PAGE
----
Wedding DJ Blog

Is your Wedding DJ’s music too loud?

Image: Woman holding ears, are Los Angeles DJs too loud? It is a huge honor to be in the category of elite Los Angeles Wedding DJs. As one of the owners of Elegant Event Entertainment, I try to listen attentively to our clients for compliments and concerns in order to constantly try to improve our service.

Although we rarely receive complaints, I recently was reminded that there is one complaint I hear a lot, so often that I’ve nearly become immune to it. Los Angeles, Santa Barbara, Orange County – every crowd has someone who mentions this magic topic – volume!

We have a policy when this happens: our DJs immediately walk from behind their DJ table/booth to double check the volume out front, we’ll walk around the room, and if warranted, we will always adjust the volume accordingly. But you can imagine what it’s like for a DJ to get a complaint from 1 or 2 people every night about the music being too loud, especially when hundreds of other guests never say anything at all. I have even had to ask myself if my hearing was going bad, but I am pretty sure it’s not. Some people are just very sensitive to loud music, particularly elderly people.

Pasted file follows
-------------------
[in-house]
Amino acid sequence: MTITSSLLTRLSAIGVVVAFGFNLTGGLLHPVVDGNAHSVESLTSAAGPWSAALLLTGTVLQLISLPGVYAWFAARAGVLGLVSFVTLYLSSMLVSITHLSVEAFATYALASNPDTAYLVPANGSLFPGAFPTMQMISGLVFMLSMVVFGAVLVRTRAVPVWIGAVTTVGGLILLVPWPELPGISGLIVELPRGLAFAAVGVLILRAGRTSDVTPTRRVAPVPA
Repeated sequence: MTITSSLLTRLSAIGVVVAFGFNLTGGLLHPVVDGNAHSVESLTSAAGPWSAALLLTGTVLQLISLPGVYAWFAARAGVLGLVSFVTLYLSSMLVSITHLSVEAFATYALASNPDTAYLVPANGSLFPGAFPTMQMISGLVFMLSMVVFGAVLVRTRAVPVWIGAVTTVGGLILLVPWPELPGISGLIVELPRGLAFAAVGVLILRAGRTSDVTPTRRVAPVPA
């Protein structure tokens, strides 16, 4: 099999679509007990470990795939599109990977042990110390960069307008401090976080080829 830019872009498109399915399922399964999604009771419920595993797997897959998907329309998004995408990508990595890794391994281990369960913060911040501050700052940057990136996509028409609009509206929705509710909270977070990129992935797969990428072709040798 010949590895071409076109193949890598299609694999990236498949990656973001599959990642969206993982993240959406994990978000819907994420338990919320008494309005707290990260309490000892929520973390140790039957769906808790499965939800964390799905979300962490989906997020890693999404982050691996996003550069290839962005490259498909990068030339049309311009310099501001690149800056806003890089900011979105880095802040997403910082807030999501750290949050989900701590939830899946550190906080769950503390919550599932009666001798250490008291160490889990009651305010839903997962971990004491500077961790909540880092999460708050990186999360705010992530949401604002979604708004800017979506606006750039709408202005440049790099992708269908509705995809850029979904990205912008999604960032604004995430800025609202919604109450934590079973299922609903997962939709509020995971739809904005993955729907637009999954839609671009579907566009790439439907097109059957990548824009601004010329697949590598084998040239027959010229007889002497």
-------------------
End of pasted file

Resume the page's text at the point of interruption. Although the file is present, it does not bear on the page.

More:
I have even had complaints where a client felt I should move my DJ set-up, (speakers and all) after a few guests complained that the speakers were blaring in their ears. The problem wasn’t that the music was extremely loud, this was during dinner, however, this table was right next to my DJ system, right in the line of fire of my speakers, and coincidentally, this table had all of the elderly guests seated there. The client’s Event Planner placed me there earlier in the day before any guests had arrived. The floor space was cramped, and although there was an empty stage at one end of the room, I was not instructed to set up on it. Most Event Planners approve the floor plan without ever consulting the DJ, and in their defense, having me on this huge stage all by my self would have looked odd and out of character for the type of event it was. Looking back on it, perhaps I should have overridden the Event Planner, but I assumed I was being placed where the Bride approved me to be. Moving my set up in the middle of the event would have taken at least 30 minutes, it would have been terribly distracting and it just wasn’t an option. Instead, we asked the elderly guests who were seated at this table if they would mind changing tables with a group of 20-somethings on the other end of the room. This wasn’t optimal, but it was our best shot. Problem solved, right? Well almost.